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|7th January 2007, 06:04 PM||#1|
Join Date: Dec 2003
Location: The Wilds Of Canada
A new "King Of The Hill" electrolytic?
Cornell Dubilier, (CDE) MLP and MLS series Flatpack, Ultra long life Aluminum Capacitors.
100VDC, 2700uf. MLP series 85 deg C rated series. 18 guage wire leads. Can obviously be inserted into boards. Or on the bottom of a tube chassis, for all or local buffering, right at the emitter, whatever.
0.046ohms at 20hz, 0.033 ohms at 20khz, both at 25 deg C.
Ripple at 120hz, 7.4A! At 20khz, 8.7A!
Double those numbers with a heatsink attached, which imples the capacity to ..mechanically damp them as well!
50 year lifespan at 45 deg C.
Good to more than 80,000ft altitude.
Price? Don't ask. In canadian $....$100.00 each. For reference, I expect about $85-87US each--at this time.
Digikey catalouge has them. (MLP series)
Cornell Dubilier pdf file on MLP and MLS Flatpack capacitors. 850kb size
If I wanted them, I'd shop around, due to pricing structure. After a bit of testing, this might beg a group buy.
The stainless case presents a problem, though. This is not good for sonics. Aluminum is no better, but it's a definite question.
|8th January 2007, 04:34 PM||#2|
Join Date: Dec 2003
Location: The Wilds Of Canada
Ok. So maybe the price is not appealing.
But there are some among us whom would gladly pay fo the potential improvment, to do the experiment to see if it is worth it.
For example, some guy buys his pile of different cables and isolation devices, each working on the area that the human haring mechanism istself works at..which is we realize - music and sound via the leading positive edge of the transients and harmonics. We essentially, for the most part, use only 10% of the audio signal to figure out what we are hearing, and understanding.
So, for the human brain and ear, 100% of the signal..is contained within the measurement of 10% of the signal we measure in our equipment. This point sheds new light into the process of making better gear, for the majority of folks on this board, but not for the old hands in audio, specifically 'high end' audio.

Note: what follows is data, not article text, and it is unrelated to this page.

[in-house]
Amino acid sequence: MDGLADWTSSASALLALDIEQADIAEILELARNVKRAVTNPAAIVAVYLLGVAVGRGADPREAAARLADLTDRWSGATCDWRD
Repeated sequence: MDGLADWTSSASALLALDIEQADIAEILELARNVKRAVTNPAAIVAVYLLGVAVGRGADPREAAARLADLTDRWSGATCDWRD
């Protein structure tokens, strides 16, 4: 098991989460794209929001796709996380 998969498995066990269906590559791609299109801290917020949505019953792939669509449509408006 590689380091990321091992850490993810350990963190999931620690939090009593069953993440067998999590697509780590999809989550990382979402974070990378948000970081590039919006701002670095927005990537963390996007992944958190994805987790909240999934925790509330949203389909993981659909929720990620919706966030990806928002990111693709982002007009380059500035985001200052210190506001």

These are the guys who make equipment as best they can, with the understanding of what the ear hears, as the primary aspect of their design process and physical execution of the gear itself.
At that point, of the understanding of the ear and the high end gear, it becomes clear that isloation devices, weirdly constructed cables and bizzarely designed gear ..can all have an affect on what the ear hears, but almost ZERO effect within the improperly weighted measurements we so commonly use.
So, therefore, the use of this capacitor, in the very least the experimental aspect, to test it's veracity..WILL take place in the realm of high-end audio. And if the capacitor turns out to 'sound great!' It WILL end up being placed in high end gear, with the eventual cost increase to the consumer of the given high end component. And the buyer of the gear WILL GLADLY pay the sum of money for the percieved increase in fidelity.
This is, only, of course, if the capacitor does increase the fidelity to a great enough percieved amount to justify the cost increase in the given item.
For example, in a solid state amp, at 250WPC, The use of let's say..8 of them (two per power rail) .. would increase the cost of the amp..at the retail level by about $2400.00. Not chicken feed.
But..when advantages and subjective quality and fidelity increases are few and far between..it is likely that an entire group of well heeled discerning audiophiles would pay the increase..gladly.
They are not gullible audiophiles, no-siree-bob. Just aware of how that hearing system works..and understand the costs involved..and are capable of swinging the cash to have others do for them what they cannot do themselves.
These capacitors, it turns out, are not new items on the marketplace, but are apparently not well known. I'm simply bringing them to the notice of the DIY crowd.. and any audiophile designers who peek in on the board at times. The ones smart enough to see that good things, useful things, can come from just about anywhere. Hi, guys! New possible toy! Grab a set and experiment? What'cha got to loose, but the lead - to the competition.....
I'm putting them on my short list of items to obtain and consider.
Also, if experimenting, consider this. They are a highly expensive item. Limited production. It is possible that one may strip one set down and remove the metal casing. Then do a sonic quality test. Then, if good, proceed to the aspect of having the manufacturer do a custom batch..without the metal case. (experimental set from Cornell at the least, who knows, they might like developing a extra market for such a costly item..adds to their portfolio, etc) At this cost level, it won't be too different than the existing numbers.
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